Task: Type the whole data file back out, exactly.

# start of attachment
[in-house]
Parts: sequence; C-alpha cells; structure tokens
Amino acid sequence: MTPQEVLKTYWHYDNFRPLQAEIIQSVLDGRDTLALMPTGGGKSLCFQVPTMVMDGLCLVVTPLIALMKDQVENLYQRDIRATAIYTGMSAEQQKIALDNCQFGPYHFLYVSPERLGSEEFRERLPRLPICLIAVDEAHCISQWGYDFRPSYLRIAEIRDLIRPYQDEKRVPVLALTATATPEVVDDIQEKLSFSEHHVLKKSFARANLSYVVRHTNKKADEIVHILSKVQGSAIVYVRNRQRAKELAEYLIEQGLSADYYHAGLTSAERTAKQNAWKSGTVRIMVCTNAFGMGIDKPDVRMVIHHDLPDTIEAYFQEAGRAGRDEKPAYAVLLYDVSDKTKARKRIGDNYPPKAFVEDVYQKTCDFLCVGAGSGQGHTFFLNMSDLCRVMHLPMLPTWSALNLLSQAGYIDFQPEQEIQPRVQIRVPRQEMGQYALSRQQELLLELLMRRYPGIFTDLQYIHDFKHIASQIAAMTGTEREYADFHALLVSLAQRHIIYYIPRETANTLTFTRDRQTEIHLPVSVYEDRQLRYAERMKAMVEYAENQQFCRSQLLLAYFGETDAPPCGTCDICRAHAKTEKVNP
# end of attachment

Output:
[in-house]
Parts: sequence; C-alpha cells; structure tokens
Amino acid sequence: MTPQEVLKTYWHYDNFRPLQAEIIQSVLDGRDTLALMPTGGGKSLCFQVPTMVMDGLCLVVTPLIALMKDQVENLYQRDIRATAIYTGMSAEQQKIALDNCQFGPYHFLYVSPERLGSEEFRERLPRLPICLIAVDEAHCISQWGYDFRPSYLRIAEIRDLIRPYQDEKRVPVLALTATATPEVVDDIQEKLSFSEHHVLKKSFARANLSYVVRHTNKKADEIVHILSKVQGSAIVYVRNRQRAKELAEYLIEQGLSADYYHAGLTSAERTAKQNAWKSGTVRIMVCTNAFGMGIDKPDVRMVIHHDLPDTIEAYFQEAGRAGRDEKPAYAVLLYDVSDKTKARKRIGDNYPPKAFVEDVYQKTCDFLCVGAGSGQGHTFFLNMSDLCRVMHLPMLPTWSALNLLSQAGYIDFQPEQEIQPRVQIRVPRQEMGQYALSRQQELLLELLMRRYPGIFTDLQYIHDFKHIASQIAAMTGTEREYADFHALLVSLAQRHIIYYIPRETANTLTFTRDRQTEIHLPVSVYEDRQLRYAERMKAMVEYAENQQFCRSQLLLAYFGETDAPPCGTCDICRAHAKTEKVNP